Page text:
We had several beautiful, bright cold days at Genus HQ last week. The sun shone through the eastern copse like torchlight, its beams accentuated by the rising early morning mist and, with no wind, each individual leaf could be heard as it took its final trip to the woodland floor.
In the shrub border our mulching was well underway with each plant getting a deep ring of compost and leaf mould around its base and the odd forgotten rose pruned back by half. After some time we were gradually aware of a subtle scent filling the air. Investigations led us to a large Lonicera purpusii ‘Winter Beauty’, a type of shrubby honeysuckle that we planted about 12 years ago. It wasn’t smothered in flowers but the sparse few that were there were highly perfumed with a sweet scent that hung around in the still air.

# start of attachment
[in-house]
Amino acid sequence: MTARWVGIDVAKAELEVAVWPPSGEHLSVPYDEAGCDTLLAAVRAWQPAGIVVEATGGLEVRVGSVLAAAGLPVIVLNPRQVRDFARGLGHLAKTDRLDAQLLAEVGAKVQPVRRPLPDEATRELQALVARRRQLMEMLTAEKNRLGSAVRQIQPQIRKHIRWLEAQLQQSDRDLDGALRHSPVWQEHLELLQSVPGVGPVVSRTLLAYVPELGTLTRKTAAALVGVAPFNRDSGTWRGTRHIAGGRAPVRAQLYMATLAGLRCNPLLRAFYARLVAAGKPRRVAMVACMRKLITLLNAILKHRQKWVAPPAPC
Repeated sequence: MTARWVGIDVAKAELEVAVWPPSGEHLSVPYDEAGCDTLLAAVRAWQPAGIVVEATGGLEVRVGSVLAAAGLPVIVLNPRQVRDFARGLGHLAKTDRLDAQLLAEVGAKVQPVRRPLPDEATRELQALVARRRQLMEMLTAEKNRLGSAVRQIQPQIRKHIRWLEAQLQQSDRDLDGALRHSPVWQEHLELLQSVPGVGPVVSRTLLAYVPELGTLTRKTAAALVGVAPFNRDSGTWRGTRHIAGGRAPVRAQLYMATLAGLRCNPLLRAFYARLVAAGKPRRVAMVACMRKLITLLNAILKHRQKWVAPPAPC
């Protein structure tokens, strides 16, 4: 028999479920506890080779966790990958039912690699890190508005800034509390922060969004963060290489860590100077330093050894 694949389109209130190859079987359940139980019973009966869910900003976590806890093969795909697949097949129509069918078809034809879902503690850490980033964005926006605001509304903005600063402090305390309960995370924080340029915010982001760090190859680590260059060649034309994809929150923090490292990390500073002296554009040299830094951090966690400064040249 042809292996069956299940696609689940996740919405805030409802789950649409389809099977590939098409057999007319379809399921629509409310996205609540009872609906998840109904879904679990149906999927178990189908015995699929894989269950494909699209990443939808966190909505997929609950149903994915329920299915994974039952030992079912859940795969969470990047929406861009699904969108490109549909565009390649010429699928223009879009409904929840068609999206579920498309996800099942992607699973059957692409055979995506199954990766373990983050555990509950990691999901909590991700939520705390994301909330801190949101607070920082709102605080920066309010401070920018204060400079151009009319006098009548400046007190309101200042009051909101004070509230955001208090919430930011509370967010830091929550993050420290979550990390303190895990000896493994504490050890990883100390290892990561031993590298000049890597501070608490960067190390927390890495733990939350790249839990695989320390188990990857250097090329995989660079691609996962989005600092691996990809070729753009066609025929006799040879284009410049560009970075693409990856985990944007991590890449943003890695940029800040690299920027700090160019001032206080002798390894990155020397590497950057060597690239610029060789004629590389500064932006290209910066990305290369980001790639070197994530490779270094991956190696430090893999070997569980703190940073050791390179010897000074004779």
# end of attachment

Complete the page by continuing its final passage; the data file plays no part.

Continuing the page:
Many of our favourite shrubs in the Genus garden are winter scented. Just next to the Lonicera is a Viburnum bodnantense ‘Dawn’. (pictured) With clusters of pink tubular flowers it’s a trouble free shrub that always earns its keep, as well as supplying any late foraging bumblebees with a nectar source. By the front door we have a Sarcococca confusa, its tight clusters of buds due to open after Christmas, their scent welcoming visitors into the new year. Even Choisya ternata, often thought of as a summer shrub, has flowers in December and an inquisitive nose will still detect the sweetness of its perfume even in the depths of winter.
Visitors to a garden centre at this time of year know only too well how fragrances are used to lure you around the store adding to the festive atmosphere. It's nice to know that we can do the same in our gardens with a little bit of thought and planning.